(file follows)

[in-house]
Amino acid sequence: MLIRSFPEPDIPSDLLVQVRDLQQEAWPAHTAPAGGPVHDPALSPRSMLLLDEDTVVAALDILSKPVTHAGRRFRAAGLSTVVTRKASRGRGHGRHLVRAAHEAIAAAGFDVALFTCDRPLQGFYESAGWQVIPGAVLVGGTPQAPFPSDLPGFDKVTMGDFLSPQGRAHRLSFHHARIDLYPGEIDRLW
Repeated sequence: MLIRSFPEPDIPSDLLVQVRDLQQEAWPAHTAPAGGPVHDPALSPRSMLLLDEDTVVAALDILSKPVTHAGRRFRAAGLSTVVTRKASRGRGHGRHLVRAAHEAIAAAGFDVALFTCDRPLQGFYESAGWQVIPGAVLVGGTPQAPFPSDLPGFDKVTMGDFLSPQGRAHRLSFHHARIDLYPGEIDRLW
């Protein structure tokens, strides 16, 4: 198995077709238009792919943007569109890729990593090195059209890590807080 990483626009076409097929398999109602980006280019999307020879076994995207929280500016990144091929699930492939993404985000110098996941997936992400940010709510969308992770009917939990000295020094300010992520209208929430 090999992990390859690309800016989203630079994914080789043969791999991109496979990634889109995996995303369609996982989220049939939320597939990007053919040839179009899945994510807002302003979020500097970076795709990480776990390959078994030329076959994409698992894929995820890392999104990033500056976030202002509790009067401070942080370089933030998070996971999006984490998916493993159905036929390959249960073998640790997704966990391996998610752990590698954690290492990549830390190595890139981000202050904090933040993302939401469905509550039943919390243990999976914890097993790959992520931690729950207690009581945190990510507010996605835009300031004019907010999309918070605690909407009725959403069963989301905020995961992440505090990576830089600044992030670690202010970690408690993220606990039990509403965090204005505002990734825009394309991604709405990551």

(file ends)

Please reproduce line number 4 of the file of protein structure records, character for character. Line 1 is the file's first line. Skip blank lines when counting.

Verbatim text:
């Protein structure tokens, strides 16, 4: 198995077709238009792919943007569109890729990593090195059209890590807080 990483626009076409097929398999109602980006280019999307020879076994995207929280500016990144091929699930492939993404985000110098996941997936992400940010709510969308992770009917939990000295020094300010992520209208929430 090999992990390859690309800016989203630079994914080789043969791999991109496979990634889109995996995303369609996982989220049939939320597939990007053919040839179009899945994510807002302003979020500097970076795709990480776990390959078994030329076959994409698992894929995820890392999104990033500056976030202002509790009067401070942080370089933030998070996971999006984490998916493993159905036929390959249960073998640790997704966990391996998610752990590698954690290492990549830390190595890139981000202050904090933040993302939401469905509550039943919390243990999976914890097993790959992520931690729950207690009581945190990510507010996605835009300031004019907010999309918070605690909407009725959403069963989301905020995961992440505090990576830089600044992030670690202010970690408690993220606990039990509403965090204005505002990734825009394309991604709405990551």